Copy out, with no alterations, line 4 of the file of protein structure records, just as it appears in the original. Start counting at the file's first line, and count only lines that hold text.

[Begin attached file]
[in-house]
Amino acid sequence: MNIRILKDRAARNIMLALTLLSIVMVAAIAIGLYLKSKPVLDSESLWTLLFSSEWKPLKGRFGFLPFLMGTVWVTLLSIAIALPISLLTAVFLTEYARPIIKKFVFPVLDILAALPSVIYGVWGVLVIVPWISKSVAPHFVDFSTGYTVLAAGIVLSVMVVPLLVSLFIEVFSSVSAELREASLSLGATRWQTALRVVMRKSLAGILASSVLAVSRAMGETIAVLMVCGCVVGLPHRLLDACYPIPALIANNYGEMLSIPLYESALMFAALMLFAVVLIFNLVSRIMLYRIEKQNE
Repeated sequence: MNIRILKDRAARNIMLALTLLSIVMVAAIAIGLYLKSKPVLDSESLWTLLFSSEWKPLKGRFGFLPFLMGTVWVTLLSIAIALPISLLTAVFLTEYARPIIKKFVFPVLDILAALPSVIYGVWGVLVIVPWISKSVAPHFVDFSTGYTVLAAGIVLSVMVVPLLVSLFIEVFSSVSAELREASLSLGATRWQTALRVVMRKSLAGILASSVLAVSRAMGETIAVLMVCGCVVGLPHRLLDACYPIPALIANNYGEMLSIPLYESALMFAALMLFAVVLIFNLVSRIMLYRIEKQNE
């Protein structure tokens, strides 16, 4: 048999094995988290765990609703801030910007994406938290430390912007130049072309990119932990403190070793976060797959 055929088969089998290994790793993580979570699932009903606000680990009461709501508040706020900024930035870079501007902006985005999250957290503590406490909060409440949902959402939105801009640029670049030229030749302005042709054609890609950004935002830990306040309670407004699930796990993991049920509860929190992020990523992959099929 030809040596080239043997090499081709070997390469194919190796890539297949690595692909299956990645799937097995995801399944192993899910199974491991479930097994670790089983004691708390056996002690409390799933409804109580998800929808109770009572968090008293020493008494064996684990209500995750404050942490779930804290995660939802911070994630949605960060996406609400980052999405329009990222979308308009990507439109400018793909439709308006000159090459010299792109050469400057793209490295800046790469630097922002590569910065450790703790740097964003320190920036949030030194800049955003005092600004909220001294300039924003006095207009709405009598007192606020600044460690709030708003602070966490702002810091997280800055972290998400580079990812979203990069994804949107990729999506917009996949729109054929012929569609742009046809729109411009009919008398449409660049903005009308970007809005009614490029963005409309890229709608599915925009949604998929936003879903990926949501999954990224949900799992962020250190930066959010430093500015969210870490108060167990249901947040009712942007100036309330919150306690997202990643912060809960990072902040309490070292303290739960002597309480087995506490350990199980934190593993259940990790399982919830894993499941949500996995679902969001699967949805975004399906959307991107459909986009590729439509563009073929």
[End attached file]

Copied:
């Protein structure tokens, strides 16, 4: 048999094995988290765990609703801030910007994406938290430390912007130049072309990119932990403190070793976060797959 055929088969089998290994790793993580979570699932009903606000680990009461709501508040706020900024930035870079501007902006985005999250957290503590406490909060409440949902959402939105801009640029670049030229030749302005042709054609890609950004935002830990306040309670407004699930796990993991049920509860929190992020990523992959099929 030809040596080239043997090499081709070997390469194919190796890539297949690595692909299956990645799937097995995801399944192993899910199974491991479930097994670790089983004691708390056996002690409390799933409804109580998800929808109770009572968090008293020493008494064996684990209500995750404050942490779930804290995660939802911070994630949605960060996406609400980052999405329009990222979308308009990507439109400018793909439709308006000159090459010299792109050469400057793209490295800046790469630097922002590569910065450790703790740097964003320190920036949030030194800049955003005092600004909220001294300039924003006095207009709405009598007192606020600044460690709030708003602070966490702002810091997280800055972290998400580079990812979203990069994804949107990729999506917009996949729109054929012929569609742009046809729109411009009919008398449409660049903005009308970007809005009614490029963005409309890229709608599915925009949604998929936003879903990926949501999954990224949900799992962020250190930066959010430093500015969210870490108060167990249901947040009712942007100036309330919150306690997202990643912060809960990072902040309490070292303290739960002597309480087995506490350990199980934190593993259940990790399982919830894993499941949500996995679902969001699967949805975004399906959307991107459909986009590729439509563009073929």